This article was published in +977 (a Nepalese Lifestyle Magazine in Australia) in July-Aug 2012 issue.
Even though we are away from home, most of us are very passionate about our motherland NEPAL and we have a long list of things we think Nepal needs to change in order to make it better for the future. We are very happy to jump into any conversation on what is wrong in Nepal and never far behind when voicing our opinion about how Nepali politicians are so wrong. If I asked you to tell me one thing you would change in Nepal if you were in power for a day, I am sure, you would join the bandwagon of people who have dreamed to turn Nepal into Switzerland.
We all know that Nepal has failed to make a permanent constitution since 2007 and all the delay has not helped our pessimistic attitude towards Nepal. The decade long civil war, the bandhs, and the corruption in the government are not only making us disappointed but strengthening the idea in our head that Nepal definitely needs to change.
I am sure most of us remember Nepal as the only Hindu kingdom in the world and a country which could attract tourists from around the world with her natural beauty and peace. Then in a blink of the eyes, things changed dramatically. First, the Maoist civil war killed thousands of our brothers and sisters followed by the Royal massacre which killed our beloved King, Queen and princes along with many other royal family members and then the unstable governments that haven’t been able to agree upon a constitution even after 5 long years.
It is 2012 now and things seem to be going downhill in Nepal. The tourism industry is one of the main sources of foreign currency in Nepal and provides many people with employment. Once the world’s most sought-after destinations for tourism; Nepal has lost millions of dollars in income from the tourism industry due to the headlines around the world about its bandhs and the negative publicity. I have a few friends around me who have always wanted to visit Nepal but they fear to travel there due to the fear for their own safety.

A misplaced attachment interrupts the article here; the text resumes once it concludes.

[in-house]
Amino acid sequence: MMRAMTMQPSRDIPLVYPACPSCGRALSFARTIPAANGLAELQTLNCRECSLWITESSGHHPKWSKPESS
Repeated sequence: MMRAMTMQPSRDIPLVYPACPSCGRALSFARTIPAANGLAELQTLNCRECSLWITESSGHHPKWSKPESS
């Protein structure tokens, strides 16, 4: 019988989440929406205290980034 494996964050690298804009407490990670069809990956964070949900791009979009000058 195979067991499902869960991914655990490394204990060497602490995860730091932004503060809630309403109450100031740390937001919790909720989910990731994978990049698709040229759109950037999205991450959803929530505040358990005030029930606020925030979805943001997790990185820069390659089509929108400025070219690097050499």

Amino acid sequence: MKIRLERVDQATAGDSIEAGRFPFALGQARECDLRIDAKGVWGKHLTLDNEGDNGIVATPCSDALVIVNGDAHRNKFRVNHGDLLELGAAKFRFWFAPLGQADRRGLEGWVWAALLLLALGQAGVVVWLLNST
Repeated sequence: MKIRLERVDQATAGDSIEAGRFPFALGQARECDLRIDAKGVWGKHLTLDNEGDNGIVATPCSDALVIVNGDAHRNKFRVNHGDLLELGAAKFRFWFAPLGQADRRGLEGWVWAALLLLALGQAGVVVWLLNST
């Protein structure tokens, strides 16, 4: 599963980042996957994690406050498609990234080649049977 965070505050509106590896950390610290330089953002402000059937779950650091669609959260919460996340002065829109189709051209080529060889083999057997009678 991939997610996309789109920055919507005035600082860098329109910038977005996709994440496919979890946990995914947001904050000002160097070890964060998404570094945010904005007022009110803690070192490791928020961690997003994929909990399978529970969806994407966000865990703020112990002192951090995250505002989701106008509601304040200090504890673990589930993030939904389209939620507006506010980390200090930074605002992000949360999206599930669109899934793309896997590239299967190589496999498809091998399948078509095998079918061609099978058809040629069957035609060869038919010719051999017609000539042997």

Government websites like http://www.smartraveller.gov.au in Australia has a warning for Australian citizens who wish to visit Nepal. They state
- We advise you to exercise a high degree of caution in Nepal due to the uncertain political and security situation.
- There have been violent incidents, including bomb attacks, at crowded locations and on public transport throughout the country.
- Shortages of essential supplies (food, water, fuel, gas and kerosene for cooking) can occur with limited notice.
- Black out (or load shedding) periods can have a significant impact on services, including in major tourist destinations. Crimes against foreigners, including tourists, such as assault and theft occur in Nepal due to the poor law and order situation.
- Illegal roadblocks and enforced national or local strikes (bandhs) often occur without notice and may continue for lengthy periods resulting in the closure of businesses and vehicles not being allowed on the roads. At these times, access to the airport can be disrupted and taxis are not usually available.
If you are a tourist who is looking for a relaxing holiday away from home, would you choose a country which has so many problems? I definitely wouldn’t. I am not blaming smartraveller, as they have stated everything correctly in their website and are doing a great job of making the citizen of Australia aware about the real situation in Nepal.
This brings me to my point why there is still nothing wrong with Nepal. Nepal is still a very beautiful country and I still say this after I have seen a lot of countries around the world that attract tourist in the millions. The only problem right now is that we, the Nepali people, don’t appreciate her as much as we should.
Deforestation and land degradation is one of the biggest environmental problems in Nepal and people are responsible for that, not the country. There has been a loss of huge forest area which has resulted in floods, soil erosion, and stagnant agricultural output. At the same time population growth and improper use of agro-chemicals hasn’t help the environment either.